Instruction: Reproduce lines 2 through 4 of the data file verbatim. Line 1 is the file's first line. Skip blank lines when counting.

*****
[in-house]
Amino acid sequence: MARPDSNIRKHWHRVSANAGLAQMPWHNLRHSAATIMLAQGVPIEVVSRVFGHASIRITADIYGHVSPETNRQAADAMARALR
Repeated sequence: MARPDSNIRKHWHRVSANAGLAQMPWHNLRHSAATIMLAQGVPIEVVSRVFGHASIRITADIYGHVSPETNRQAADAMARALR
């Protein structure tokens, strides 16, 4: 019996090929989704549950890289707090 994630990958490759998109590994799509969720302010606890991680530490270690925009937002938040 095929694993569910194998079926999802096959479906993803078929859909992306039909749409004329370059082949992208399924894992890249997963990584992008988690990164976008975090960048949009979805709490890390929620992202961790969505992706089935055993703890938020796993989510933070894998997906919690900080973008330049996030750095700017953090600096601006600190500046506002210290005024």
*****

Amino acid sequence: MARPDSNIRKHWHRVSANAGLAQMPWHNLRHSAATIMLAQGVPIEVVSRVFGHASIRITADIYGHVSPETNRQAADAMARALR
Repeated sequence: MARPDSNIRKHWHRVSANAGLAQMPWHNLRHSAATIMLAQGVPIEVVSRVFGHASIRITADIYGHVSPETNRQAADAMARALR
């Protein structure tokens, strides 16, 4: 019996090929989704549950890289707090 994630990958490759998109590994799509969720302010606890991680530490270690925009937002938040 095929694993569910194998079926999802096959479906993803078929859909992306039909749409004329370059082949992208399924894992890249997963990584992008988690990164976008975090960048949009979805709490890390929620992202961790969505992706089935055993703890938020796993989510933070894998997906919690900080973008330049996030750095700017953090600096601006600190500046506002210290005024």